Circuit Diagram:

The circuit diagram above is a simplified version of what mine is. But adding more buttons is simple, you just join them onto the same ground line as the others, then give each button it's own pin, analog pins can also be used as digital pins, my macro box uses, A0, A1 and A2 for the last three buttons.

There is also some pictures to show how a circuit would be made on both the breadboard and strip board, with notes on how power flow in each different board types. They can both be made more compact, they are just as an example.

The pin layout is the same for the Uno and the Leonardo, so this circuit diagram should work with a Leonardo, the only difference with the Leonardo will be the code.

I designed my strip board to be in two half's, but they are connected together with a ground wire, but they could be in one piece or you can build it with a breadboard. I wanted the LED and resistor to be closer to the hole, I could have soldered the LED to a couple of wires instead. You could also use two ground pins, one ground pin for the button half and the other for the LED.

LED Circuit:

The resistor before the LED will help stop it from receiving a current over load.

When building the circuit the LED has two legs an anode which is positive, and a cathode which is negative, you can tell the difference as the LED has one leg longer than the other, the longer leg is the positive anode. An LED is just a diode that emits light, so if you put the LED in the circuit backwards, the power wont flow and the LED wont light up.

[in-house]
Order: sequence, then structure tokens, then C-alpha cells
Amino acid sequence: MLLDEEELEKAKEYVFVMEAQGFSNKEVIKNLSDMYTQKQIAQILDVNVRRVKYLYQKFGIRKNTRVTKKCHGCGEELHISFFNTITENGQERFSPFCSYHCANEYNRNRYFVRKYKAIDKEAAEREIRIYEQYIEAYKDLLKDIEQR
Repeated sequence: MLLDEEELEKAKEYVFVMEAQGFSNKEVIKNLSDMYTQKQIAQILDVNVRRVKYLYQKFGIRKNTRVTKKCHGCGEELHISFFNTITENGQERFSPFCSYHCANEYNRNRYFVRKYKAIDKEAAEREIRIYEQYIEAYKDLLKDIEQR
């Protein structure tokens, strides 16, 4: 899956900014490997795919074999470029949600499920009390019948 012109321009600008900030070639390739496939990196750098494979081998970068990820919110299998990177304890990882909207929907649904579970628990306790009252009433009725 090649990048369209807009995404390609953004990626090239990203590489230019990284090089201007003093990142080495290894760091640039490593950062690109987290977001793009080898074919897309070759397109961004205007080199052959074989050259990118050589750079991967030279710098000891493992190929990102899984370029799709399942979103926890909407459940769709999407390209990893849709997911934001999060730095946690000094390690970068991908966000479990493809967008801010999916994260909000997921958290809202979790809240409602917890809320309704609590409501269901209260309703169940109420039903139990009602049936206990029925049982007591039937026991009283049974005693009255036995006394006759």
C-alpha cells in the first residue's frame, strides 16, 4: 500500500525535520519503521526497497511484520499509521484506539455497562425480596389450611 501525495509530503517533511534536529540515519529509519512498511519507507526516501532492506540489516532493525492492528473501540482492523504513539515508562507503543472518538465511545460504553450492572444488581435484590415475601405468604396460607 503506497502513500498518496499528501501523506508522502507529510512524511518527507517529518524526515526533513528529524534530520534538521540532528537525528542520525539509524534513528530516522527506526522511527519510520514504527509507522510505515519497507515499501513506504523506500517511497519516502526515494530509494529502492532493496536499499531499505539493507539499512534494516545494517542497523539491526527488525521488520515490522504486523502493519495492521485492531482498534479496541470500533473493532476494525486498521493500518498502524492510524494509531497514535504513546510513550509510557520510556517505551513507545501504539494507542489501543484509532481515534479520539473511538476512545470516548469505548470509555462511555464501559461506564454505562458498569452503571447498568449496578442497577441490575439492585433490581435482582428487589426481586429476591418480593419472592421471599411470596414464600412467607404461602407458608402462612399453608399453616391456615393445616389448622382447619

For the LED circuit it goes, 5V power to resistor, which can go into the circuit either way, it has no polarity. Then into the LED anode, out the LED cathode and into the ground pin.

Button Circuit:

The buttons are placed into the holes with the pins lined up for easy wiring, then hot glued into place, I used a spot of hot glue on the top and bottom of each button. The ground wires were connected first, connect one pin from each button together, I made a winding pattern, then connected the bottom left button to the top right, this can be seen on the picture. The bottom left button was then connected to the strip board.

Next was to solder the resistor and other half of the ground wire to the strip board, as well as the ground wire from the LED circuit.